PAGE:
It’s the first week of the Christmas Holidays and I have successfully completed my first term at school. What an adventure – there have been good days and bad days, headaches, laughter, tears and new friends. One of the most surprising (and yet most rewarding) aspects of teaching is the continual learning. Everyday I learn the wit and charm of children, the ease with which words can hurt, the powerful incentive which is football, the complexities of friendships when you’re eight and the daily joy which teaching brings.
One of the biggest learning curves this term has brought has been on the playground. When I was at school we had a large grass playground with a jungle gym and a hill and plenty of space to sit or run around or play catch. We spent hours every week being outside, enjoying the sunshine, embracing nature and entertaining ourselves. At my current school the playground is not much larger than half a football pitch and is covered in a soft tarmac type substance – no grass. There is one very large tree with a multitude of balls stuck in its branches and a couple of benches. There is a chalk board and a mini football pitch (complete with goal post) and every break time we cart out a big box of balls, yo-yos, hula hoops, pompoms, beanbags and the like. There is a daily tussle over who gets the correct ball for champ or patball or catch… A pre-arranged schedule prevents the same happening with the spongy blue football. There are battles over whether girls and boys can play together or need separate balls, clashes between different year groups not wanting to share and a constant stream of children being sent to “the wall” (the playground version of time out).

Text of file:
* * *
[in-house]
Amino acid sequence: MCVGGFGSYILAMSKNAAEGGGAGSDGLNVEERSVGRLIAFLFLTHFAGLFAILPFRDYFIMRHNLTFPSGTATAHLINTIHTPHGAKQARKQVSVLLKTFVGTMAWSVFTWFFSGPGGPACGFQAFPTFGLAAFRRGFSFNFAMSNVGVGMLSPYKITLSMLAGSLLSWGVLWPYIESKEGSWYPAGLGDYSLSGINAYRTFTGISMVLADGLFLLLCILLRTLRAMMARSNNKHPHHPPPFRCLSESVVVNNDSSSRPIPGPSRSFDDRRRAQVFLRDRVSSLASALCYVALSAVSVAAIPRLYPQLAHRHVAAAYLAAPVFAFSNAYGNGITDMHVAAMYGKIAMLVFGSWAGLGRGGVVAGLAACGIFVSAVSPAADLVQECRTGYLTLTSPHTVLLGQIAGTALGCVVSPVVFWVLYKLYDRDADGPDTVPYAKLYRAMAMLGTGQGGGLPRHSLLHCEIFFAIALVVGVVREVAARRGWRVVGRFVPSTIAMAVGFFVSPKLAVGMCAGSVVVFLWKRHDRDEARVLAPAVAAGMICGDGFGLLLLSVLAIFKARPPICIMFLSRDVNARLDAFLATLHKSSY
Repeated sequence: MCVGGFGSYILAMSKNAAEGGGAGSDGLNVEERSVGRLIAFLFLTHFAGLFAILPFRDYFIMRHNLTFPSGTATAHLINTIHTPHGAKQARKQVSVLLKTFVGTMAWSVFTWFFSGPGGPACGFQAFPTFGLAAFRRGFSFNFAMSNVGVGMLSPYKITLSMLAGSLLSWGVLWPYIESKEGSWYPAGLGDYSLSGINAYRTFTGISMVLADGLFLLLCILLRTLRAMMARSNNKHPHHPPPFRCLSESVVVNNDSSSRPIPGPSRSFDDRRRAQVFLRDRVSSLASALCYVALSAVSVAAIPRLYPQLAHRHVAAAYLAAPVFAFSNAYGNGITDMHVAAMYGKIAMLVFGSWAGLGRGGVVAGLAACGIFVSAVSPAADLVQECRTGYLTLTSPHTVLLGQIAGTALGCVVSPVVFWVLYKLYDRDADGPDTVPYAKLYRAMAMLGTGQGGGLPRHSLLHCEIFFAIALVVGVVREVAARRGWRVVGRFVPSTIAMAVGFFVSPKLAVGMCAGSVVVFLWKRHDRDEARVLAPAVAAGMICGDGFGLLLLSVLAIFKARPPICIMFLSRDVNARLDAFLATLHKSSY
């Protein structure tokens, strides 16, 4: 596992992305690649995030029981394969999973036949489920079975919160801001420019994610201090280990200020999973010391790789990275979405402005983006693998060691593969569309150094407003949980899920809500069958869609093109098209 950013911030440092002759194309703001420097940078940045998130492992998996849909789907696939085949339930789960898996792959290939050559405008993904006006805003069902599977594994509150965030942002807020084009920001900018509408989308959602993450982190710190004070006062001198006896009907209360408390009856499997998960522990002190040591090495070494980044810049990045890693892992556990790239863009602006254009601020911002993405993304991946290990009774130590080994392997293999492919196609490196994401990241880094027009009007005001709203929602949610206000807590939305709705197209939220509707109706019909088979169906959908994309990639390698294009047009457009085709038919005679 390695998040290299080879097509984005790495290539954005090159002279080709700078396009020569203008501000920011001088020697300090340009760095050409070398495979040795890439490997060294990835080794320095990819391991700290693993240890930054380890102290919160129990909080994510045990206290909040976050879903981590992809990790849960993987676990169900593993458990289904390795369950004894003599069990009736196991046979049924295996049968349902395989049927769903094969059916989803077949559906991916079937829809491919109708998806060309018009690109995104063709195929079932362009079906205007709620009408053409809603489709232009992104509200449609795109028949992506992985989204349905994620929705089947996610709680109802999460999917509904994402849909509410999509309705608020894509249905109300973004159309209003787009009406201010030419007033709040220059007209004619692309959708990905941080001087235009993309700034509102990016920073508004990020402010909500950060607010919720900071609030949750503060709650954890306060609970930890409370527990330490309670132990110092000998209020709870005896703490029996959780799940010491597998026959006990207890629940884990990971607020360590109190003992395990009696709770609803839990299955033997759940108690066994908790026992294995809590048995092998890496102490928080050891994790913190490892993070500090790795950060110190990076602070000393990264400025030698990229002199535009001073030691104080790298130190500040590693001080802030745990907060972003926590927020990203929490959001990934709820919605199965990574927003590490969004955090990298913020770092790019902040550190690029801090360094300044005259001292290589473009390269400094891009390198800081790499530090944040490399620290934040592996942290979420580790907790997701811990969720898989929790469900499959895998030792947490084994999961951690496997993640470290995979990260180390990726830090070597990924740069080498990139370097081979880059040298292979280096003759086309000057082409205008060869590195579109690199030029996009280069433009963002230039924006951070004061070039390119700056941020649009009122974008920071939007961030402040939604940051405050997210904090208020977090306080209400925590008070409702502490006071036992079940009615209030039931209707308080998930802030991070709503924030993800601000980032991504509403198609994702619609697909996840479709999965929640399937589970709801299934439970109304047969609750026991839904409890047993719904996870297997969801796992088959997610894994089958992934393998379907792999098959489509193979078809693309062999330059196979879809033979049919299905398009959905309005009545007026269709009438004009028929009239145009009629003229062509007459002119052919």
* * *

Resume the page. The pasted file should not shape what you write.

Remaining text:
The playground changes each darling (heh) child into a professional athlete, not willing to take an ‘out’ without a stomp and a kick and a shout and, occasionally, a swing at whoever is closest. The bottom line is that most of these games require a supervising adult to act as referee – this is particularly difficult if, like me, the adult is not familiar with the rules of the game. Whilst in the classroom I am the unquestioned authority on every topic from maths to science to literacy; but, on the playground I am not an authority and I am not unquestioned.
It’s difficult learning the rules whilst pretending to know what you are doing and I’m often called out on some questionable decisions. However, sometimes the best way to learn is to do and I have enjoyed the countless hours of football, champ, patball and catch with the kids even when I out looking like the fool!
May 2013 bring even more lessons my way and yours.